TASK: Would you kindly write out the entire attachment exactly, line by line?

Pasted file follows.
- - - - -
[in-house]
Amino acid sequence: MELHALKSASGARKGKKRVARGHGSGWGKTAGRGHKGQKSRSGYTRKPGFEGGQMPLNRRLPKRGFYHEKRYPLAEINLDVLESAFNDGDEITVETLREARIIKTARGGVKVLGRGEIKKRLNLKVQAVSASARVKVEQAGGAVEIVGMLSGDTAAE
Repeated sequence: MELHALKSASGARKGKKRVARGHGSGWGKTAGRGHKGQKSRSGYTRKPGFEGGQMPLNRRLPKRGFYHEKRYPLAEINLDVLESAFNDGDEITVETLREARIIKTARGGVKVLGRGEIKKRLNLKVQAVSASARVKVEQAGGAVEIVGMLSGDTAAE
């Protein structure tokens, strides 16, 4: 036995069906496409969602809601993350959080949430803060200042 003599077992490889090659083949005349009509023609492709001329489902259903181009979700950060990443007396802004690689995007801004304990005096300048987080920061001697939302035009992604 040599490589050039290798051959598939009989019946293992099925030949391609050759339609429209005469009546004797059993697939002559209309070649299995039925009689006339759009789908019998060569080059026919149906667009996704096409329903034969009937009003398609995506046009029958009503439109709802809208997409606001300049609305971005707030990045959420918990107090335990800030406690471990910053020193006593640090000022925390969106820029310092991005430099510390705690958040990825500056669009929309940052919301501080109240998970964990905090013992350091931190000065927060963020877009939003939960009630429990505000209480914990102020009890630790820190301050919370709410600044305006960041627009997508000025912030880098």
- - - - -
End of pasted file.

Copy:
[in-house]
Amino acid sequence: MELHALKSASGARKGKKRVARGHGSGWGKTAGRGHKGQKSRSGYTRKPGFEGGQMPLNRRLPKRGFYHEKRYPLAEINLDVLESAFNDGDEITVETLREARIIKTARGGVKVLGRGEIKKRLNLKVQAVSASARVKVEQAGGAVEIVGMLSGDTAAE
Repeated sequence: MELHALKSASGARKGKKRVARGHGSGWGKTAGRGHKGQKSRSGYTRKPGFEGGQMPLNRRLPKRGFYHEKRYPLAEINLDVLESAFNDGDEITVETLREARIIKTARGGVKVLGRGEIKKRLNLKVQAVSASARVKVEQAGGAVEIVGMLSGDTAAE
């Protein structure tokens, strides 16, 4: 036995069906496409969602809601993350959080949430803060200042 003599077992490889090659083949005349009509023609492709001329489902259903181009979700950060990443007396802004690689995007801004304990005096300048987080920061001697939302035009992604 040599490589050039290798051959598939009989019946293992099925030949391609050759339609429209005469009546004797059993697939002559209309070649299995039925009689006339759009789908019998060569080059026919149906667009996704096409329903034969009937009003398609995506046009029958009503439109709802809208997409606001300049609305971005707030990045959420918990107090335990800030406690471990910053020193006593640090000022925390969106820029310092991005430099510390705690958040990825500056669009929309940052919301501080109240998970964990905090013992350091931190000065927060963020877009939003939960009630429990505000209480914990102020009890630790820190301050919370709410600044305006960041627009997508000025912030880098």